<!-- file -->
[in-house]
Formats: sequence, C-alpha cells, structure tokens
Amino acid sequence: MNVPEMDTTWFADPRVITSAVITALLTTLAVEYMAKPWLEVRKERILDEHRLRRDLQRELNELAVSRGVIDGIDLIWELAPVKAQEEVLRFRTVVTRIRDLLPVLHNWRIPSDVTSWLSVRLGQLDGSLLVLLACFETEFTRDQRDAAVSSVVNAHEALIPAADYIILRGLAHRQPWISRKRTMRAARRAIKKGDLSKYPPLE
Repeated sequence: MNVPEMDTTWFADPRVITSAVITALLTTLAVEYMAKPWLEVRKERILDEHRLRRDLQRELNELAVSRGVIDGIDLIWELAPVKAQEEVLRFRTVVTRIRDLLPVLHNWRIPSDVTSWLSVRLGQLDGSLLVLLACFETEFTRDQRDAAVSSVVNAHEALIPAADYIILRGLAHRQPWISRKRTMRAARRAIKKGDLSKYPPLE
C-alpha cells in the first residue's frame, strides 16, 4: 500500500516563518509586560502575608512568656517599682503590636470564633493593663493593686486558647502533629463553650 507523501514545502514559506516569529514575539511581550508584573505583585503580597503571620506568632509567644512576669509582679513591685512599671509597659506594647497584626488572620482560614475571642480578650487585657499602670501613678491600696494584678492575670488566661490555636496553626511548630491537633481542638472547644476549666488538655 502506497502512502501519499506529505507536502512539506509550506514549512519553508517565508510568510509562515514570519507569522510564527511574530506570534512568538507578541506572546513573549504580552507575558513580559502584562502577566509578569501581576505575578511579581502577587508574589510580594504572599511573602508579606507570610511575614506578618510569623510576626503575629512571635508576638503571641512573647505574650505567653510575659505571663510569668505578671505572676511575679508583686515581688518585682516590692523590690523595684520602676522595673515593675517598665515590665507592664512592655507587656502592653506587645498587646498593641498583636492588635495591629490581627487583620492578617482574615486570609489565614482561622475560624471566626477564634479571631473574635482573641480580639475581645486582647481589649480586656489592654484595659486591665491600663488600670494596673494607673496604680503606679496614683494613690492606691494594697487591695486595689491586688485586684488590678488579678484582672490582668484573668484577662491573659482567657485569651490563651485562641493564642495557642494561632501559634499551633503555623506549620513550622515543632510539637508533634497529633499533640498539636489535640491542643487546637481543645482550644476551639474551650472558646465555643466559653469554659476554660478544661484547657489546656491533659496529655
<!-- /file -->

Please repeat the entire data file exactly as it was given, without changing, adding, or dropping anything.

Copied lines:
[in-house]
Formats: sequence, C-alpha cells, structure tokens
Amino acid sequence: MNVPEMDTTWFADPRVITSAVITALLTTLAVEYMAKPWLEVRKERILDEHRLRRDLQRELNELAVSRGVIDGIDLIWELAPVKAQEEVLRFRTVVTRIRDLLPVLHNWRIPSDVTSWLSVRLGQLDGSLLVLLACFETEFTRDQRDAAVSSVVNAHEALIPAADYIILRGLAHRQPWISRKRTMRAARRAIKKGDLSKYPPLE
Repeated sequence: MNVPEMDTTWFADPRVITSAVITALLTTLAVEYMAKPWLEVRKERILDEHRLRRDLQRELNELAVSRGVIDGIDLIWELAPVKAQEEVLRFRTVVTRIRDLLPVLHNWRIPSDVTSWLSVRLGQLDGSLLVLLACFETEFTRDQRDAAVSSVVNAHEALIPAADYIILRGLAHRQPWISRKRTMRAARRAIKKGDLSKYPPLE
C-alpha cells in the first residue's frame, strides 16, 4: 500500500516563518509586560502575608512568656517599682503590636470564633493593663493593686486558647502533629463553650 507523501514545502514559506516569529514575539511581550508584573505583585503580597503571620506568632509567644512576669509582679513591685512599671509597659506594647497584626488572620482560614475571642480578650487585657499602670501613678491600696494584678492575670488566661490555636496553626511548630491537633481542638472547644476549666488538655 502506497502512502501519499506529505507536502512539506509550506514549512519553508517565508510568510509562515514570519507569522510564527511574530506570534512568538507578541506572546513573549504580552507575558513580559502584562502577566509578569501581576505575578511579581502577587508574589510580594504572599511573602508579606507570610511575614506578618510569623510576626503575629512571635508576638503571641512573647505574650505567653510575659505571663510569668505578671505572676511575679508583686515581688518585682516590692523590690523595684520602676522595673515593675517598665515590665507592664512592655507587656502592653506587645498587646498593641498583636492588635495591629490581627487583620492578617482574615486570609489565614482561622475560624471566626477564634479571631473574635482573641480580639475581645486582647481589649480586656489592654484595659486591665491600663488600670494596673494607673496604680503606679496614683494613690492606691494594697487591695486595689491586688485586684488590678488579678484582672490582668484573668484577662491573659482567657485569651490563651485562641493564642495557642494561632501559634499551633503555623506549620513550622515543632510539637508533634497529633499533640498539636489535640491542643487546637481543645482550644476551639474551650472558646465555643466559653469554659476554660478544661484547657489546656491533659496529655